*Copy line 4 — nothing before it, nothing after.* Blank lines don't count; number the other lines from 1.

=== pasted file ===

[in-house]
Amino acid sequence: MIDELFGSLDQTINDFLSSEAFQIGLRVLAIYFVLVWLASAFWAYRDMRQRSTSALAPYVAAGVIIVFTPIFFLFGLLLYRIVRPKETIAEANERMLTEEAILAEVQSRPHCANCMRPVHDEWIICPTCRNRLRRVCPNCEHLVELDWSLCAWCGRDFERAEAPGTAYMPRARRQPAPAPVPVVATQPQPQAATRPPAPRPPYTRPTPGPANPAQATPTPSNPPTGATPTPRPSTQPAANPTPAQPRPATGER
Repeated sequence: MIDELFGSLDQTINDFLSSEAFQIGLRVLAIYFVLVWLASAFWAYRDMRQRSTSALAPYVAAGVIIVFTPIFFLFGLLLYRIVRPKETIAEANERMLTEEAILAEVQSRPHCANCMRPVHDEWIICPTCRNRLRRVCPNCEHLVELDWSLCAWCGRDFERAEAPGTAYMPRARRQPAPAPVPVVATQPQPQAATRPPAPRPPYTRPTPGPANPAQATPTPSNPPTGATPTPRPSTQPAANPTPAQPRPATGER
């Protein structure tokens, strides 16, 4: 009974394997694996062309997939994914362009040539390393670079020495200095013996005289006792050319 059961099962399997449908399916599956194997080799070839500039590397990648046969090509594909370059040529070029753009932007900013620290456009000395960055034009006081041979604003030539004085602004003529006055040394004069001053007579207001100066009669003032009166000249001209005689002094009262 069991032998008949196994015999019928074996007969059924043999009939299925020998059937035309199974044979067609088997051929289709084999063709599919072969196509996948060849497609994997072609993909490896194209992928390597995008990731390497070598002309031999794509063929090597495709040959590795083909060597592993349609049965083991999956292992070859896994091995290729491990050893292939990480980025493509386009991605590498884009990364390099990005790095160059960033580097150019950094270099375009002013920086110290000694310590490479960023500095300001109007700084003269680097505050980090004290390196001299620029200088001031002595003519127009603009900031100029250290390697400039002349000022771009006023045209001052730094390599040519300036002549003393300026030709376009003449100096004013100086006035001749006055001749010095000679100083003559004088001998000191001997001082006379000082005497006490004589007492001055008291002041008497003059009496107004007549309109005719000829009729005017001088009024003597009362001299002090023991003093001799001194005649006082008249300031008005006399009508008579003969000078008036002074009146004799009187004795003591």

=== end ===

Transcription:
């Protein structure tokens, strides 16, 4: 009974394997694996062309997939994914362009040539390393670079020495200095013996005289006792050319 059961099962399997449908399916599956194997080799070839500039590397990648046969090509594909370059040529070029753009932007900013620290456009000395960055034009006081041979604003030539004085602004003529006055040394004069001053007579207001100066009669003032009166000249001209005689002094009262 069991032998008949196994015999019928074996007969059924043999009939299925020998059937035309199974044979067609088997051929289709084999063709599919072969196509996948060849497609994997072609993909490896194209992928390597995008990731390497070598002309031999794509063929090597495709040959590795083909060597592993349609049965083991999956292992070859896994091995290729491990050893292939990480980025493509386009991605590498884009990364390099990005790095160059960033580097150019950094270099375009002013920086110290000694310590490479960023500095300001109007700084003269680097505050980090004290390196001299620029200088001031002595003519127009603009900031100029250290390697400039002349000022771009006023045209001052730094390599040519300036002549003393300026030709376009003449100096004013100086006035001749006055001749010095000679100083003559004088001998000191001997001082006379000082005497006490004589007492001055008291002041008497003059009496107004007549309109005719000829009729005017001088009024003597009362001299002090023991003093001799001194005649006082008249300031008005006399009508008579003969000078008036002074009146004799009187004795003591």